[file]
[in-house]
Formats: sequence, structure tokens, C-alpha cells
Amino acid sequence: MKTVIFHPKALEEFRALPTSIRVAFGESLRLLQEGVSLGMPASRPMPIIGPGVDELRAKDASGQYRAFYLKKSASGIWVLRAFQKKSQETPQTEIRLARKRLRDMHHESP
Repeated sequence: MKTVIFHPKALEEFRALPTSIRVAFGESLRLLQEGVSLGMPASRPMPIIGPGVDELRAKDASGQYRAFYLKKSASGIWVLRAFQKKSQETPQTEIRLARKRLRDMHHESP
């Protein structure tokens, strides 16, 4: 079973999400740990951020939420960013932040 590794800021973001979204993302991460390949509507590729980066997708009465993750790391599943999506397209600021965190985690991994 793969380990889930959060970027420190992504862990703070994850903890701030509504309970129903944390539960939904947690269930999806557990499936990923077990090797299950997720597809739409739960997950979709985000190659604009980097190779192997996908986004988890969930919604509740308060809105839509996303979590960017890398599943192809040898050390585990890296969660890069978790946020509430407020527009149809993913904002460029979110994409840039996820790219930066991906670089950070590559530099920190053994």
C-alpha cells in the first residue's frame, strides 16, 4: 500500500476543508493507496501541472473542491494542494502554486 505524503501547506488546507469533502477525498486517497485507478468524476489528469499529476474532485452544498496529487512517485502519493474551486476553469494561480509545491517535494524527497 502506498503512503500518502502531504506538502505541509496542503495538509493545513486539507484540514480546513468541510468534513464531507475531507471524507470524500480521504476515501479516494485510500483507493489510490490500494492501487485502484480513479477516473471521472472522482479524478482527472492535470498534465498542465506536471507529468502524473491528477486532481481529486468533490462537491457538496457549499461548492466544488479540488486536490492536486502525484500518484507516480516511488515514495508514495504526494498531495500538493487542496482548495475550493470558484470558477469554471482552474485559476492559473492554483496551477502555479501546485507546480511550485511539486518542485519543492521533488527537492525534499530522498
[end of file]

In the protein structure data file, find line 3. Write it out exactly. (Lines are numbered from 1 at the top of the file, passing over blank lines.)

Amino acid sequence: MKTVIFHPKALEEFRALPTSIRVAFGESLRLLQEGVSLGMPASRPMPIIGPGVDELRAKDASGQYRAFYLKKSASGIWVLRAFQKKSQETPQTEIRLARKRLRDMHHESP